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Title: Hostility and anger in: Cardiovascular reactivity and recovery to mental arithmetic stress
Author(s): E.J. Vella and B.H. Friedman
Journal: International Journal of Psychophysiology
Year: 2009
Volume: 72
Issue: 3
Pages: 253--259
Publisher address: Univ So Maine, Dept Psychol, Portland, ME 04104 USA Virginia Tech, Dept Psychol, Blacksburg, VA 24061 USA
ISSN: 0167-8760
File URL: vuams-pubs/Vella___Friedman_2009.pdf
Keywords: Anger, Anger-in, AUTONOMIC CHARACTERISTICS, blood, Blood Pressure, BLOOD-PRESSURE, cardiovascular, cardiovascular reactivity, CORONARY-HEART-DISEASE, CYNICAL HOSTILITY, DEFENSIVE HOSTILITY, Disease, Evaluation, FREQUENCY-DOMAIN, Harassment, Heart, Hostility, IMPEDANCE CARDIOGRAPHY, Male, MEN, methods, MULTIPLE, Netherlands, Pressure, RATE-VARIABILITY, REACTIVITY, recovery, regression, Risk, Risk Factors, Stress, Students, Time, TRAIT HOSTILITY, WOMEN, WORRY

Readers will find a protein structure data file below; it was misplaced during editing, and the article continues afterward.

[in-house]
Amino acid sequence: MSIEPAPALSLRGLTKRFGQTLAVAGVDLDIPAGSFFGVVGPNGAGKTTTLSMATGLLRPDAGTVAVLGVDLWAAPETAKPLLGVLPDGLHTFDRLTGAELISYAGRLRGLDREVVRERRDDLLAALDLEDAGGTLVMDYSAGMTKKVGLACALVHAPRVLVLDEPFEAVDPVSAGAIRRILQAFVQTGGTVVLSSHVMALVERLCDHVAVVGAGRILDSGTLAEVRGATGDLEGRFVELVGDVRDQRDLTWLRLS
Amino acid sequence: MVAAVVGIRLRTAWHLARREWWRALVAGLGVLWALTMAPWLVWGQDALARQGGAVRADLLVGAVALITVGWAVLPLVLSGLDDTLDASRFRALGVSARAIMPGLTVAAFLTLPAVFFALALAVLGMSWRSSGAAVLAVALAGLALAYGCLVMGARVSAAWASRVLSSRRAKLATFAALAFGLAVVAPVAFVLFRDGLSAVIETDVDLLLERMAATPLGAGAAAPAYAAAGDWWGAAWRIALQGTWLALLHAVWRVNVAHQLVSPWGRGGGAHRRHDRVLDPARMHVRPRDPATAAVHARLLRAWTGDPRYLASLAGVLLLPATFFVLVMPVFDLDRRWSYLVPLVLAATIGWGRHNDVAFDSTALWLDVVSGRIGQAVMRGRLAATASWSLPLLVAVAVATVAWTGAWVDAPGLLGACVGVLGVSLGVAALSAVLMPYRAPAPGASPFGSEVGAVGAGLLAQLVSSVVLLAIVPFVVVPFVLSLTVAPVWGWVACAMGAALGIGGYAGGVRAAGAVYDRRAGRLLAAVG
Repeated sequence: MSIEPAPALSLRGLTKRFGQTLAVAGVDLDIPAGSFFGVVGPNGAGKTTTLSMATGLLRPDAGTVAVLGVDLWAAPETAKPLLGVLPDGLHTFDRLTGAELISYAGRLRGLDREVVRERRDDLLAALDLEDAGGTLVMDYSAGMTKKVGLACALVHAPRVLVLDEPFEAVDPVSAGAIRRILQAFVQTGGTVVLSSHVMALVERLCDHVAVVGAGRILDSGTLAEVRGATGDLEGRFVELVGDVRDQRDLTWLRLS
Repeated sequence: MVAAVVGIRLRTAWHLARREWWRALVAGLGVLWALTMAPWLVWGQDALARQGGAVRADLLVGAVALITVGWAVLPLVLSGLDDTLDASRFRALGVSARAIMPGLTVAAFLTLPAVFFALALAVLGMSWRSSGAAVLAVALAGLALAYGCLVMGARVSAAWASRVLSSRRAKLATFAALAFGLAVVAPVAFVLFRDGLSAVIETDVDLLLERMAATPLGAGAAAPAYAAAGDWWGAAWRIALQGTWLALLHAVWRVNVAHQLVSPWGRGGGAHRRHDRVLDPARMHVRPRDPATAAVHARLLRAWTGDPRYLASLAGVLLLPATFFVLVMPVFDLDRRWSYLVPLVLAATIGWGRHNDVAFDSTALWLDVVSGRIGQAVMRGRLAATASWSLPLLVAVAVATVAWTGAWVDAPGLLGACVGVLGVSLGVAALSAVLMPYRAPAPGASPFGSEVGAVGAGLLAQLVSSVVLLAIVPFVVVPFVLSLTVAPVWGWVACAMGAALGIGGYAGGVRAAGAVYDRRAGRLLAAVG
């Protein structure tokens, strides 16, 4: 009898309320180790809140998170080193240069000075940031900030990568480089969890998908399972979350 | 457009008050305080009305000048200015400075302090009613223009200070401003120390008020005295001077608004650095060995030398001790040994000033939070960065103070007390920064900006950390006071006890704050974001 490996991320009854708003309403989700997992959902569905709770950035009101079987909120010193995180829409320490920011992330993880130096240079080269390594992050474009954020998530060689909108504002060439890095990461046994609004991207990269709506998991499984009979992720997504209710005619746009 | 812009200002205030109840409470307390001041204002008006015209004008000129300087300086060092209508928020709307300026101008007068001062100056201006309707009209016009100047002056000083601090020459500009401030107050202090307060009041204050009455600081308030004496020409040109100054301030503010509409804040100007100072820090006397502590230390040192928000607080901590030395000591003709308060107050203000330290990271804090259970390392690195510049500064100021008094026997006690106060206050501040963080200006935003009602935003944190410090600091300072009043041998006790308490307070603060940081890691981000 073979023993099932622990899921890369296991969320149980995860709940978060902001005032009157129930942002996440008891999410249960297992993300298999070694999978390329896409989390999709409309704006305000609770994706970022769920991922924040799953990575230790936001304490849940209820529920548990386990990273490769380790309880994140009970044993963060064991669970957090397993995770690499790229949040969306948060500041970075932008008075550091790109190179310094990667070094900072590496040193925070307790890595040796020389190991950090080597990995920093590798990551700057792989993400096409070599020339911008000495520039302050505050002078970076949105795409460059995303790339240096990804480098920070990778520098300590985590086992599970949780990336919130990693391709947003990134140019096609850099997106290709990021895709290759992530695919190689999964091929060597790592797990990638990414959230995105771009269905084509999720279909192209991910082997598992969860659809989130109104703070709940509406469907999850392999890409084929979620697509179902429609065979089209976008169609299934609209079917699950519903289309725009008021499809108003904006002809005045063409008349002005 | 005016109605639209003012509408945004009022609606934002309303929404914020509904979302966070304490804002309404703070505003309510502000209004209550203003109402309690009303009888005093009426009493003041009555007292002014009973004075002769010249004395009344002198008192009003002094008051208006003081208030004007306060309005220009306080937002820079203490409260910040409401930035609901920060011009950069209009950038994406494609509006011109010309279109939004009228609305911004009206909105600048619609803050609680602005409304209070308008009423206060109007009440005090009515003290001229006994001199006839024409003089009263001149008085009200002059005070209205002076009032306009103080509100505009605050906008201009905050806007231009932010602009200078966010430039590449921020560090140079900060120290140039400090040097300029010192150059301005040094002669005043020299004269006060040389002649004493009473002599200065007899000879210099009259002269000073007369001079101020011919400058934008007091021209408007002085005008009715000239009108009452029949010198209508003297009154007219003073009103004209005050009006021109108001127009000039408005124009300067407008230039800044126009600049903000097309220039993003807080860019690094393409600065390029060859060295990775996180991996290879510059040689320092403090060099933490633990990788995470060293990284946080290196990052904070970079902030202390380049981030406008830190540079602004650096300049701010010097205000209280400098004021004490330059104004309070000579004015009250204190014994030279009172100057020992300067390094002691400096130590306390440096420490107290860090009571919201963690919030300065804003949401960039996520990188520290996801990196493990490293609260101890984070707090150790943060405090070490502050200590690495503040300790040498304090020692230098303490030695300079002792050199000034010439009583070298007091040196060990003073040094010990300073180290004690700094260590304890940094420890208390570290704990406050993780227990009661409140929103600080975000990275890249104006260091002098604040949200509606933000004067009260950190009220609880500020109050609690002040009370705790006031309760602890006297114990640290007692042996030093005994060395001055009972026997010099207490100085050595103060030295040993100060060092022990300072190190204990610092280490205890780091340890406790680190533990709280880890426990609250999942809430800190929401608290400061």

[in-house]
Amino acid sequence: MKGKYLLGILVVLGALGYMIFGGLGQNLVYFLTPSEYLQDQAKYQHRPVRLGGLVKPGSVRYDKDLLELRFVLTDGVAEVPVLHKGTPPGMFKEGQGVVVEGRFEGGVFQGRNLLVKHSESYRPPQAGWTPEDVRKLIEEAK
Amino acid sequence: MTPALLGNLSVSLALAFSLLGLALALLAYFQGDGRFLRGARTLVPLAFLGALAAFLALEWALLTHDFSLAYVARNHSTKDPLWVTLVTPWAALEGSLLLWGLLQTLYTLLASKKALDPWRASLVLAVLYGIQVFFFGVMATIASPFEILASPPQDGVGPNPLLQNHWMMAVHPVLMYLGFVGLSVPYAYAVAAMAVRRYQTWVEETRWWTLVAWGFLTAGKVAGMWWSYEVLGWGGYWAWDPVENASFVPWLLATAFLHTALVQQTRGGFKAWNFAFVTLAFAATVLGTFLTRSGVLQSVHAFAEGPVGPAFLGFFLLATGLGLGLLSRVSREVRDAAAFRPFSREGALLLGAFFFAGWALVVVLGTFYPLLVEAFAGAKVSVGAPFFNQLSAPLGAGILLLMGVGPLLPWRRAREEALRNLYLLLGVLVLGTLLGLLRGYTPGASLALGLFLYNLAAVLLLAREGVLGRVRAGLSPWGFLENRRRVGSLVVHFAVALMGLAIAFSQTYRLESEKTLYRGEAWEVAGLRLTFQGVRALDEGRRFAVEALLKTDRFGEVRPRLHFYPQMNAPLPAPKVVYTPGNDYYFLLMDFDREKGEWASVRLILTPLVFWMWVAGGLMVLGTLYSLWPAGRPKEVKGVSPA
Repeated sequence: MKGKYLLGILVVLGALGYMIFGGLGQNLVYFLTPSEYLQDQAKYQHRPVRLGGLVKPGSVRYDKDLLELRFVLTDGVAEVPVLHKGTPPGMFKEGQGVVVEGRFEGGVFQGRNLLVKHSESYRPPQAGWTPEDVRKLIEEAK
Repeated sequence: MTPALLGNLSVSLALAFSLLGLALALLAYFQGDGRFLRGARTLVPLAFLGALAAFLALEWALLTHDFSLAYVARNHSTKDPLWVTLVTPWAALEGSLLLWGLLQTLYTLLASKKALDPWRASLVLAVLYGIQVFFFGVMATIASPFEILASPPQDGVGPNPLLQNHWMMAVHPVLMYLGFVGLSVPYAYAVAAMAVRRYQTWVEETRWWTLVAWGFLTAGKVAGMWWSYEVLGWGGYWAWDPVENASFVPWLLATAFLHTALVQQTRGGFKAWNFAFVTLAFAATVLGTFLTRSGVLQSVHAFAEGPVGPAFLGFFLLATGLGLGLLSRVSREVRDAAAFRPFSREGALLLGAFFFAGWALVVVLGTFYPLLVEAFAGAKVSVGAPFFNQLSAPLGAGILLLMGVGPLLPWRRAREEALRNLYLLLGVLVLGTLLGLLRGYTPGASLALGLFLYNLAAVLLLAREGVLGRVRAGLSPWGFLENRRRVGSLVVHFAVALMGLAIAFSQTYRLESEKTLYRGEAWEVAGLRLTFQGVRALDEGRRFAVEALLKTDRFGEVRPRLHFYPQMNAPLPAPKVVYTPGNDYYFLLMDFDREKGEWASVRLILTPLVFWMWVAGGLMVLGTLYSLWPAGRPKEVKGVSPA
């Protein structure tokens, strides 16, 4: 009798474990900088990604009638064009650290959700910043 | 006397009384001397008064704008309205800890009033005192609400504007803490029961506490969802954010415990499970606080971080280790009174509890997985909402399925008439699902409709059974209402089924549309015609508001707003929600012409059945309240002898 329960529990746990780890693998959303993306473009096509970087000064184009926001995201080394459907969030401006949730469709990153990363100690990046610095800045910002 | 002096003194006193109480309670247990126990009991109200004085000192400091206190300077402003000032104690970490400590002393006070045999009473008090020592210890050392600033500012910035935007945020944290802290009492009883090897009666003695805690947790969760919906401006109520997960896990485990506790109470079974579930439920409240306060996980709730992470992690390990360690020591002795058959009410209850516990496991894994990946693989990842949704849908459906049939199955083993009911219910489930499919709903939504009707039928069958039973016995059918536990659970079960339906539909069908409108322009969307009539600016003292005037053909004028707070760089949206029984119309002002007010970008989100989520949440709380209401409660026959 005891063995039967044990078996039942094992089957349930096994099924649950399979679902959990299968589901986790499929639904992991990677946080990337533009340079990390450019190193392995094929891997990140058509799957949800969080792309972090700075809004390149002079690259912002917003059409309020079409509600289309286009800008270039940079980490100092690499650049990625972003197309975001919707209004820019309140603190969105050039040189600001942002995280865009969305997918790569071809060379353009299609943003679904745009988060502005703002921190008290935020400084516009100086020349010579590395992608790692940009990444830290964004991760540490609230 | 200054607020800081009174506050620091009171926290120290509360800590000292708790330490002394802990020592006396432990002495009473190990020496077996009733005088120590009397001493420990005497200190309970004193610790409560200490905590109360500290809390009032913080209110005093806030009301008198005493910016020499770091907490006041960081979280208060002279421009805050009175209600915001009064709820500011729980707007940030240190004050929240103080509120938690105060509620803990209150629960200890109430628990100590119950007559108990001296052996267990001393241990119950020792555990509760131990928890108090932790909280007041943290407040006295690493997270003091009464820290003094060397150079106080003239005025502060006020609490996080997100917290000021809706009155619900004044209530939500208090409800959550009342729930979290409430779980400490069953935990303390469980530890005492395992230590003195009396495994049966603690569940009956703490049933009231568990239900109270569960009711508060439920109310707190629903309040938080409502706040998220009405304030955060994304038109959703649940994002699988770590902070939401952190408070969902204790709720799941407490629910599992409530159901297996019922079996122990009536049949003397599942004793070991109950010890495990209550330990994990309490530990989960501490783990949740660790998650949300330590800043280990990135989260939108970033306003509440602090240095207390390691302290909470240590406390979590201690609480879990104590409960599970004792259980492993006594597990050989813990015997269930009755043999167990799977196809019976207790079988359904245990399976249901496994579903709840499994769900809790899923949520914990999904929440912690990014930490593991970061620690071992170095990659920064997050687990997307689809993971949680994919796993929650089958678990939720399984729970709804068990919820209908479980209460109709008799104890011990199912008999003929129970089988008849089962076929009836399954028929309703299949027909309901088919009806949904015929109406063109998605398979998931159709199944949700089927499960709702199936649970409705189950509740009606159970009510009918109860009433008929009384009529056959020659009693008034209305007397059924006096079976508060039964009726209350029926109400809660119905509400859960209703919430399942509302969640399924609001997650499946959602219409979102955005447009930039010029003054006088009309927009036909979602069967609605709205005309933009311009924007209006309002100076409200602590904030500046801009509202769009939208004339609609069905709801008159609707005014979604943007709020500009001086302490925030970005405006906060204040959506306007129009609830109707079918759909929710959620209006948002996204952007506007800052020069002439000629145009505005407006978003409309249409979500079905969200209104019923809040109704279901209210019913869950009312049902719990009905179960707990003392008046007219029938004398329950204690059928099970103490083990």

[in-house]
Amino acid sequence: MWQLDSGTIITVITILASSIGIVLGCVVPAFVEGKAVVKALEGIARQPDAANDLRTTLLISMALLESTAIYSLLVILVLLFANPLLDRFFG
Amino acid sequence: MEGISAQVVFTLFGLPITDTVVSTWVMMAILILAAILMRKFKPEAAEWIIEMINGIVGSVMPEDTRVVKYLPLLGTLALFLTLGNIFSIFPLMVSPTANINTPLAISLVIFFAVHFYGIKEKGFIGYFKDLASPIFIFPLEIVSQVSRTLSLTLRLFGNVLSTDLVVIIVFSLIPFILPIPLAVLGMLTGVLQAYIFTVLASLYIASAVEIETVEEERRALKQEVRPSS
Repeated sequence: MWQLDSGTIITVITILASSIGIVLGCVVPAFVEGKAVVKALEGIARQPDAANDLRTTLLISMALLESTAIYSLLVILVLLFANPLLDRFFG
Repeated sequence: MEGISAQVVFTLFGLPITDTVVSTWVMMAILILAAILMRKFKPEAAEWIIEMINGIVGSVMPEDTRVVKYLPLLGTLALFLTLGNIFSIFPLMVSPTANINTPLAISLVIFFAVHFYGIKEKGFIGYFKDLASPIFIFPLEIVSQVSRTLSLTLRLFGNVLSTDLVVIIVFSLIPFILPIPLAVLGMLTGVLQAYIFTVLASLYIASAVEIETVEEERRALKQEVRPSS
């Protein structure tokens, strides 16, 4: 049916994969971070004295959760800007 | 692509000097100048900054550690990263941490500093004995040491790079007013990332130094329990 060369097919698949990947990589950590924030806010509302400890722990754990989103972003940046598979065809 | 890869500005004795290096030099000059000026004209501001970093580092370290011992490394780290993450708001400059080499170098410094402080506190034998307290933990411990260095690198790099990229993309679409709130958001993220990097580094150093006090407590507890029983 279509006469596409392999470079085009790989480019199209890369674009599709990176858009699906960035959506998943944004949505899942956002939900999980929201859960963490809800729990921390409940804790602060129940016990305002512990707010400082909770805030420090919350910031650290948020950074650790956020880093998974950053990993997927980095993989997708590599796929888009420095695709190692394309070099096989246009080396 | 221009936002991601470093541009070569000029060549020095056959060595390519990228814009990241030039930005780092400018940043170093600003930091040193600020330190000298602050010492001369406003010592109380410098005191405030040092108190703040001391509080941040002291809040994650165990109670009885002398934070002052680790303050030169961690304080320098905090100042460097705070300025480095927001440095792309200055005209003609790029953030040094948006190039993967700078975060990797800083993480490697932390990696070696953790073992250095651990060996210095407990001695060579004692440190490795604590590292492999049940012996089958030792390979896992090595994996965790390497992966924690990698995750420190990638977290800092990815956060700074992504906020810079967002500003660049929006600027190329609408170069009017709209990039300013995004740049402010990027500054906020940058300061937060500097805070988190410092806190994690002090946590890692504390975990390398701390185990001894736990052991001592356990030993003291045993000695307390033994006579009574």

Abstract: Background: Hostility and anger have been attributed as psychosocial risk factors for coronary heart disease. Heightened cardiovascular reactivity (CVR), and poor recovery, to provocative stressors are thought to hasten this risk. Purpose: To examine the relationship between hostility and anger inhibition (M), and the moderating situational influences of harassment and evaluation, in predicting CVR and recovery to mental arithmetic (MA) stress using a multiple regression approach. Methods: 48 male undergraduate students engaged in the following 3 minute tasks during recording of the electrocardiogram, impedance cardiography, and blood pressure: baseline, MA, and evaluation. Hostility and AI were assessed with the Cook-Medley Hostility Scale and the Speilberger Anger In subscale, respectively. Results: An interaction between hostility and AI showed high diastolic blood pressure reactivity to the MA task among hostile anger inhibitors. Harassment did not modify this effect. However, harasser evaluation predicted prolonged systolic blood pressure (SBP) responding among men scoring high in AI, and facilitated SBP recovery among those scoring low on AI. Conclusions: The findings highlight the interactive influences of AI and hostility in predicting CVR to stress and underscore the importance of recovery assessments in understanding the potentially pathogenic associations of these constructs. (C) 2009 Elsevier B.V. All rights reserved

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